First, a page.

Surging, acrylic painting


There is something so humbling about working with a new medium, it lets you know right where you stand!  For me at the beginning of the learning process ~ especially when painting a wave rushing toward the shoreline after a storm.

Surging, an acrylic painting (6.5 x 10) painted on a hardboard that was prepared with a raw sienna ground to give the overall scene a warm tone.  Three colors were used in this piece ultramarine blue, raw sienna and payne’s gray, and white for toning down.  The two compliments were selected for mixing my own gray to stay with the stormy mood theme.

Over the next several days I’ll be back to studying rocks and waves.  Hope you have a wonderful weekend ~ click onto the image for a larger view.

SurgingMy interpretation of a reference image taken by Andre Van de Sande, an incredible photographer with pmp.

DON’T TAKE MY IMAGES!! MY ART IS COPYRIGHTED.
PLEASE DON’T COPY OR USE THE IMAGE WITHOUT RECEIVING MY PERMISSION FIRST – SEE DISCLOSURE ON THE RIGHT PANEL.

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About Mary

Oil Pastelist
This entry was posted in Acrylic Paintings and tagged , , , , , , . Bookmark the permalink.

51 Responses to Surging, acrylic painting

  1. Your waves have wonderful movement, and I love the mixture of colours.

  2. Love the movement of the waters upon the shore…I clicked on the painting to enlarge it and I found your brush strokes so perfect!

  3. jvandervlugt says:

    I can’t recall if I replied earlier, life has been a little chaotic. I have to tell you, I can feel the seaweed. Excellent piece.

    • Mary says:

      Love your response – the “seaweed!” That’s great and awesome that you connected in that way with the piece. Thanks so much Joanna!

      • jvandervlugt says:

        Oh good. When I first looked at this picture, the waves coming into shore, I don’t want to say grey but the earthier (don’t think that’s a word) colours, reminded me of when I was a child and our family would walk along the beach. Where I’ve grown up on Vancouver Island our beaches are rugged, lines of washed up seaweed and driftwood, and I remember the white frothy waves that would wash seaweed onto the shore. You have painted a lovely piece, and that’s what I love about art, the memories a picture can stir up.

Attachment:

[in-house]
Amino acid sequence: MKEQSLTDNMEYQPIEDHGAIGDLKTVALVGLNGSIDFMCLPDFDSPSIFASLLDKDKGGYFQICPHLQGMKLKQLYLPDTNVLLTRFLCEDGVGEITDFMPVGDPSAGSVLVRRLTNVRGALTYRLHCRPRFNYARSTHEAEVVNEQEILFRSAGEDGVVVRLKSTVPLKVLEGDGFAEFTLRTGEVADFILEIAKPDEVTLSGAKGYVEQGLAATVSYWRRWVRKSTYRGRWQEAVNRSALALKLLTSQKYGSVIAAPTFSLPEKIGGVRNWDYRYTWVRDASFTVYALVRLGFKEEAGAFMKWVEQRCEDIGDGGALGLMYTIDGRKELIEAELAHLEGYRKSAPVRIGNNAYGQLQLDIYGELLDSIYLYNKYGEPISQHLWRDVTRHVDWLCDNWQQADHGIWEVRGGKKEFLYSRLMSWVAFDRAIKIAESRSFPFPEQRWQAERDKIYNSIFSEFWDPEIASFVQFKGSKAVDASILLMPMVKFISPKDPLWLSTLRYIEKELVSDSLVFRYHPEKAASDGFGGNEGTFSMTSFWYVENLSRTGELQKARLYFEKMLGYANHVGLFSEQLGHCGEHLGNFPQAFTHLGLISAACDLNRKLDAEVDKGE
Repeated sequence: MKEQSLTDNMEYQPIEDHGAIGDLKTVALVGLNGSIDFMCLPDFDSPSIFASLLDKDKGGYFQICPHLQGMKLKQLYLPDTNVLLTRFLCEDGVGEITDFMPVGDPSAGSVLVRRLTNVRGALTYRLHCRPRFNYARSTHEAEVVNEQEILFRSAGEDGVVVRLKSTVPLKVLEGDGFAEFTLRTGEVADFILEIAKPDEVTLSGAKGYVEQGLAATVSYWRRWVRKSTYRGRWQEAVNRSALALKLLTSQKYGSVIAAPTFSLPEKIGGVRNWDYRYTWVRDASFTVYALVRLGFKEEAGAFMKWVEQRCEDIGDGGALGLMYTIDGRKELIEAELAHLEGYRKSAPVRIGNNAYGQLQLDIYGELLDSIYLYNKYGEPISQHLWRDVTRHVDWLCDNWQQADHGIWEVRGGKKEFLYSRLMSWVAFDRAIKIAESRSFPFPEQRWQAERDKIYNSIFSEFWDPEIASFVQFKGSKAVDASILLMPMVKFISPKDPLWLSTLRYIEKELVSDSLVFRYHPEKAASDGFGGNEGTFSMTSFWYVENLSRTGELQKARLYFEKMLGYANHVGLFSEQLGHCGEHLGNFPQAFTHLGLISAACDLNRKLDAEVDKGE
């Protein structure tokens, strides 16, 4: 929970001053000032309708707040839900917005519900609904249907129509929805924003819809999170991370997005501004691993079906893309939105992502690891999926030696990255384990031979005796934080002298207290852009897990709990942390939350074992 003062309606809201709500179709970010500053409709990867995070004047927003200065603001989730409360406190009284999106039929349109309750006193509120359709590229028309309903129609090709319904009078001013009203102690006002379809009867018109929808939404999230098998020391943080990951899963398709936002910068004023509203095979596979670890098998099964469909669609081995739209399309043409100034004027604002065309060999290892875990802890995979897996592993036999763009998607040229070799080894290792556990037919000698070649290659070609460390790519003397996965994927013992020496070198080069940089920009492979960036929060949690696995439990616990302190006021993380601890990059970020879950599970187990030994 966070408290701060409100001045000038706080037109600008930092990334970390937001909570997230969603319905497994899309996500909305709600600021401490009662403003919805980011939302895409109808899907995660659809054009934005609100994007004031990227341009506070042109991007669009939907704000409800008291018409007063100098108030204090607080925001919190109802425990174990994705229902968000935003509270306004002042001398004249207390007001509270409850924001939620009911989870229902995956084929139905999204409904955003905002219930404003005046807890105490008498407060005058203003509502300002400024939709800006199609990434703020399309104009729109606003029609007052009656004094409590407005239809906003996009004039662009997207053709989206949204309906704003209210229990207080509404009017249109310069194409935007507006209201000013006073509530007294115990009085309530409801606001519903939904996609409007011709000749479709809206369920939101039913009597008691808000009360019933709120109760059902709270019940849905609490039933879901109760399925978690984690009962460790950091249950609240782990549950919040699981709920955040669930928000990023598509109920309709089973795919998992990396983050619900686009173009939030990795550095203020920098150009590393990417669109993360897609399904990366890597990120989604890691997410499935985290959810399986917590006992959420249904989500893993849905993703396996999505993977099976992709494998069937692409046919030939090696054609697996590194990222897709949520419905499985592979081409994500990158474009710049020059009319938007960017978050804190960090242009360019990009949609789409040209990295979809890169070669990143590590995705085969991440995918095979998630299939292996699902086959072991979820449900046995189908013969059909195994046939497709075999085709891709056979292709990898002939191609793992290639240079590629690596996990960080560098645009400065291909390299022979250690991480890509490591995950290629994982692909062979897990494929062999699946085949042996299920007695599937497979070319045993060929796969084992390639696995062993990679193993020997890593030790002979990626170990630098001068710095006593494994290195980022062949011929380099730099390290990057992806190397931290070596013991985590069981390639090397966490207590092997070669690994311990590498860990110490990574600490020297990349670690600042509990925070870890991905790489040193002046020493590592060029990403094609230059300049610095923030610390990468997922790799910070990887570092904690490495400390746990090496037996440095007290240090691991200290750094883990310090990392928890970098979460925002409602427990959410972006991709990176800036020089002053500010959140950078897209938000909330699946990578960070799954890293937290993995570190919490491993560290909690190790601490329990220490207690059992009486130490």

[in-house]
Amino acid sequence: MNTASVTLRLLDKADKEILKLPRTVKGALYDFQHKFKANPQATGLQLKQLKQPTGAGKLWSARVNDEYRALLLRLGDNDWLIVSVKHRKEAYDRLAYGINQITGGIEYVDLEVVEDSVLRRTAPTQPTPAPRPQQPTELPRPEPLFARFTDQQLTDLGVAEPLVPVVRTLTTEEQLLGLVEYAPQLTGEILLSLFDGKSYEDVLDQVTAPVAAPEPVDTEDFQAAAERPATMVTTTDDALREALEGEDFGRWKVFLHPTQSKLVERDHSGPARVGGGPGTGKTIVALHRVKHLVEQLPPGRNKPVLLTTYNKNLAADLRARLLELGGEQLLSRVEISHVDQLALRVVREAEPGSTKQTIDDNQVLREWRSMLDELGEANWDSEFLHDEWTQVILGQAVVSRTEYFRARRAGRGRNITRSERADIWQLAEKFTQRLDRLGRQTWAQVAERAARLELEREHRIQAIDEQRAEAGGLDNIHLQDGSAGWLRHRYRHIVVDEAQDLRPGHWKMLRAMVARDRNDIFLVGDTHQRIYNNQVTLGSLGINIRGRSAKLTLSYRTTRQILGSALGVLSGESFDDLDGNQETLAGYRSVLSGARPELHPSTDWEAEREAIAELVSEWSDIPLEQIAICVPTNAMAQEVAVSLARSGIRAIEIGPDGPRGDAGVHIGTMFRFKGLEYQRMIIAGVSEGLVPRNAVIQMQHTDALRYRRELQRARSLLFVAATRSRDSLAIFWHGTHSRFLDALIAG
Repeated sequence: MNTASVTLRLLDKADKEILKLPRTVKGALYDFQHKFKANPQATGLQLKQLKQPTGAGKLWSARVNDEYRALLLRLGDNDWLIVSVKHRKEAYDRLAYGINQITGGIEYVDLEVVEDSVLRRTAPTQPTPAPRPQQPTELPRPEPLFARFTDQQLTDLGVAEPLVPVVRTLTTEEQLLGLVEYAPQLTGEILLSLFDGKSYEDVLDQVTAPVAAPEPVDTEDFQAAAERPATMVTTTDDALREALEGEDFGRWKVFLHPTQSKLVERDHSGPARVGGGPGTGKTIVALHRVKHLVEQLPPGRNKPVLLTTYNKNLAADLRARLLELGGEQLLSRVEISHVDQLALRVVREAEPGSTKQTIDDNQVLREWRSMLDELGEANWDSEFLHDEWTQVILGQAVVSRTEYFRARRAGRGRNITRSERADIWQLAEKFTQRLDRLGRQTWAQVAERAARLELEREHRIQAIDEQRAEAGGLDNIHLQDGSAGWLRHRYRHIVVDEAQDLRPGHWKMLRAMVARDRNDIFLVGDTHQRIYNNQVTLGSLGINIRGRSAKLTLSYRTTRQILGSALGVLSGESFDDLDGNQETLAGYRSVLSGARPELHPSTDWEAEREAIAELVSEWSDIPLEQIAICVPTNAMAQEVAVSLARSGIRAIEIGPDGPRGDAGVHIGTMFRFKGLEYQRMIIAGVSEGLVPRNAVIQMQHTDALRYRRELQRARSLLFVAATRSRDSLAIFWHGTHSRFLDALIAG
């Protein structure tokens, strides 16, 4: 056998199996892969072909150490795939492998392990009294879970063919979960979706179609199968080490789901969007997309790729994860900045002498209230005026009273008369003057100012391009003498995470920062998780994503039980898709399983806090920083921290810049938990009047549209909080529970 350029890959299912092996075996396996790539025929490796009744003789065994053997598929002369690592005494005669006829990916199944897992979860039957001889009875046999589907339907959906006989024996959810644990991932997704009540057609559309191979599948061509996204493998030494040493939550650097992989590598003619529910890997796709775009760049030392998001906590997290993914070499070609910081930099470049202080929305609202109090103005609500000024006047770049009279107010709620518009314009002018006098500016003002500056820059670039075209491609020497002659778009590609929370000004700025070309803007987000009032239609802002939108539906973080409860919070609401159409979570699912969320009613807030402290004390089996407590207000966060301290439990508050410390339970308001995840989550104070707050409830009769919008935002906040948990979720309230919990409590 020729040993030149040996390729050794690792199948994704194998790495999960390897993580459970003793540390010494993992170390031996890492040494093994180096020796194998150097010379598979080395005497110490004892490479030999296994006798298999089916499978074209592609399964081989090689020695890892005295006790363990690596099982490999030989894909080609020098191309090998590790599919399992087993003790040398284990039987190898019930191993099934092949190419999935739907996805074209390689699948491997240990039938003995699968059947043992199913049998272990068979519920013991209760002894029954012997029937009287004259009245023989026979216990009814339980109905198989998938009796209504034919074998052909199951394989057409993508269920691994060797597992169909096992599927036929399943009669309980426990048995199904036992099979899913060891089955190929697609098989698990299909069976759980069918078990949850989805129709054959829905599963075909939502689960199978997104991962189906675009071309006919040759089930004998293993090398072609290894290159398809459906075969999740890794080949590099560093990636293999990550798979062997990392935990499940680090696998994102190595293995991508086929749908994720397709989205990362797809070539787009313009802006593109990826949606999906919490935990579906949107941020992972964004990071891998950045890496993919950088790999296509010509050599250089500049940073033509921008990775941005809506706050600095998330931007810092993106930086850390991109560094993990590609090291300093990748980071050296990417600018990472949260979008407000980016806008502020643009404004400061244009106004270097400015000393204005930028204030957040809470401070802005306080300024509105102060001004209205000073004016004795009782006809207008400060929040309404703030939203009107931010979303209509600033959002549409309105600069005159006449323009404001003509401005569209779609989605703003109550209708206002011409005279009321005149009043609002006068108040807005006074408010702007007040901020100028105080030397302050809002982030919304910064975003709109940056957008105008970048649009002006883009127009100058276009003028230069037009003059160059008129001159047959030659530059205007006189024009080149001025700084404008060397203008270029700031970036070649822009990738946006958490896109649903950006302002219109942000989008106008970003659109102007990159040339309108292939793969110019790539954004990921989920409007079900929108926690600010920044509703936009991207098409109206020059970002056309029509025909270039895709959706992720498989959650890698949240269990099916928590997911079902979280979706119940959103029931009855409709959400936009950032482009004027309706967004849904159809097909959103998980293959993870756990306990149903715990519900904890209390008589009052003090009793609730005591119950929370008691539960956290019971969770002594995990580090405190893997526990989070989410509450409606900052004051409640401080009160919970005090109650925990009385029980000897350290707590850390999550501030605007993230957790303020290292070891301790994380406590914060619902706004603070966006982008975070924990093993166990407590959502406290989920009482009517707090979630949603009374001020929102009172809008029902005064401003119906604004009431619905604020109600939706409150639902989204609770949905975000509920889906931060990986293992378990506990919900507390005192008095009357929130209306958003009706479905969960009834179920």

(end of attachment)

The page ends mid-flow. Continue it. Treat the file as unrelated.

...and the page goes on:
• Mary says:

          And now I’ve really enjoyed your description for your response – no better compliment than to have a painting bring back wonderful childhood memories. Living by Lake Ontario had much of the same thing along the lake front, from the driftwood, to the seaweed, and wavelettes rushing to shore – similar memories of big bodies of water. Thanks so much, I loved reading about your childhood memories – wonderful vivid description.

  4. preeti says:

    Nice post on waves

  5. ladyfi says:

    A wonderful study of the waves.

  6. anna77dennis says:

    Great force in the wave Mary!

  7. Resa says:

    Pretty great, Mary! Hope your weekend’s a blast, too!

  8. Working with a new medium can also be freeing…. the brain and hand are forced to …get out of a ‘habit’ so to speak and -as in this case- the results are amazing! Have a great week ahead, my friend. 🙂

    • Mary says:

      Wonderful advice and beautiful feedback Marina. I can’t agree with you more, especially with the ease of wet paint with the flow of a brush – in a word you are so right, it’s been freeing and I can’t wait to see where this takes my work. Hope a wonderful week ahead!!

  9. Marick says:

    Have you ever tried oils? Do you use a retarder when you use acrylic paints, or just go with the flow as is?

    • Mary says:

      Thanks Pauline. I haven’t tried oil yet, one of these days but not excited about the smell and turps mess. Good question on the retarder – I just purchased though DickBlick and waiting for it to arrive. So far what I’ve painted has been just with the flow of the actual paint and some drips of water.